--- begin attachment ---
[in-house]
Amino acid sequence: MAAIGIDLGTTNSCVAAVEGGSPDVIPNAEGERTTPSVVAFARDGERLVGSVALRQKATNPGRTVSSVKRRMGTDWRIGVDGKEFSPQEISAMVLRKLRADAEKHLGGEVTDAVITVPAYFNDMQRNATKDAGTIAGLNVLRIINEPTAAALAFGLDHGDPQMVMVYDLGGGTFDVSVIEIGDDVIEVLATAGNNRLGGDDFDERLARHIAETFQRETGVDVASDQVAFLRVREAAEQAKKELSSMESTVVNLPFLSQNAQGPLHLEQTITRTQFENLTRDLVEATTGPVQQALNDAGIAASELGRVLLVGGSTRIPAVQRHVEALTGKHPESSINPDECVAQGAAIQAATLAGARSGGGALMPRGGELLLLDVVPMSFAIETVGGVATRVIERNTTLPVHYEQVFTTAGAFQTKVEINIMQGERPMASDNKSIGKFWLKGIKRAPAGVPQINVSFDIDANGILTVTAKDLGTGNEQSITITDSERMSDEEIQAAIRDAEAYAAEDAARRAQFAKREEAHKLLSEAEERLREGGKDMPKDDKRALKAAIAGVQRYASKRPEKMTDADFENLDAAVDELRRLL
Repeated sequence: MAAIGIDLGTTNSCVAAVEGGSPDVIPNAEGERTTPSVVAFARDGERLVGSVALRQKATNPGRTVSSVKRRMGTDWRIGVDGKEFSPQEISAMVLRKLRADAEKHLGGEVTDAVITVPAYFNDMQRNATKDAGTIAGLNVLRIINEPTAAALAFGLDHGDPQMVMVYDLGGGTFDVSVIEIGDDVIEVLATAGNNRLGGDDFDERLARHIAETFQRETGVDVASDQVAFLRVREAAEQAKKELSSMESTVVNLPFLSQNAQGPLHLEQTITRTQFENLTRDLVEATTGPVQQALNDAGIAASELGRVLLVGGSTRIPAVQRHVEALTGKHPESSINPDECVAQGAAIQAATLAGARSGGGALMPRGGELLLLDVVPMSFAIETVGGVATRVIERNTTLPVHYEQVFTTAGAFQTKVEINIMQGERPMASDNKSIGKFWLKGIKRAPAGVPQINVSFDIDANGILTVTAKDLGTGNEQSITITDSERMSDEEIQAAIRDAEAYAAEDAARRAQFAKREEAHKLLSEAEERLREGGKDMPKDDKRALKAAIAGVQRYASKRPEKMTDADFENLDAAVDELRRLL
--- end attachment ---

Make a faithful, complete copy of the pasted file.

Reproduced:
[in-house]
Amino acid sequence: MAAIGIDLGTTNSCVAAVEGGSPDVIPNAEGERTTPSVVAFARDGERLVGSVALRQKATNPGRTVSSVKRRMGTDWRIGVDGKEFSPQEISAMVLRKLRADAEKHLGGEVTDAVITVPAYFNDMQRNATKDAGTIAGLNVLRIINEPTAAALAFGLDHGDPQMVMVYDLGGGTFDVSVIEIGDDVIEVLATAGNNRLGGDDFDERLARHIAETFQRETGVDVASDQVAFLRVREAAEQAKKELSSMESTVVNLPFLSQNAQGPLHLEQTITRTQFENLTRDLVEATTGPVQQALNDAGIAASELGRVLLVGGSTRIPAVQRHVEALTGKHPESSINPDECVAQGAAIQAATLAGARSGGGALMPRGGELLLLDVVPMSFAIETVGGVATRVIERNTTLPVHYEQVFTTAGAFQTKVEINIMQGERPMASDNKSIGKFWLKGIKRAPAGVPQINVSFDIDANGILTVTAKDLGTGNEQSITITDSERMSDEEIQAAIRDAEAYAAEDAARRAQFAKREEAHKLLSEAEERLREGGKDMPKDDKRALKAAIAGVQRYASKRPEKMTDADFENLDAAVDELRRLL
Repeated sequence: MAAIGIDLGTTNSCVAAVEGGSPDVIPNAEGERTTPSVVAFARDGERLVGSVALRQKATNPGRTVSSVKRRMGTDWRIGVDGKEFSPQEISAMVLRKLRADAEKHLGGEVTDAVITVPAYFNDMQRNATKDAGTIAGLNVLRIINEPTAAALAFGLDHGDPQMVMVYDLGGGTFDVSVIEIGDDVIEVLATAGNNRLGGDDFDERLARHIAETFQRETGVDVASDQVAFLRVREAAEQAKKELSSMESTVVNLPFLSQNAQGPLHLEQTITRTQFENLTRDLVEATTGPVQQALNDAGIAASELGRVLLVGGSTRIPAVQRHVEALTGKHPESSINPDECVAQGAAIQAATLAGARSGGGALMPRGGELLLLDVVPMSFAIETVGGVATRVIERNTTLPVHYEQVFTTAGAFQTKVEINIMQGERPMASDNKSIGKFWLKGIKRAPAGVPQINVSFDIDANGILTVTAKDLGTGNEQSITITDSERMSDEEIQAAIRDAEAYAAEDAARRAQFAKREEAHKLLSEAEERLREGGKDMPKDDKRALKAAIAGVQRYASKRPEKMTDADFENLDAAVDELRRLL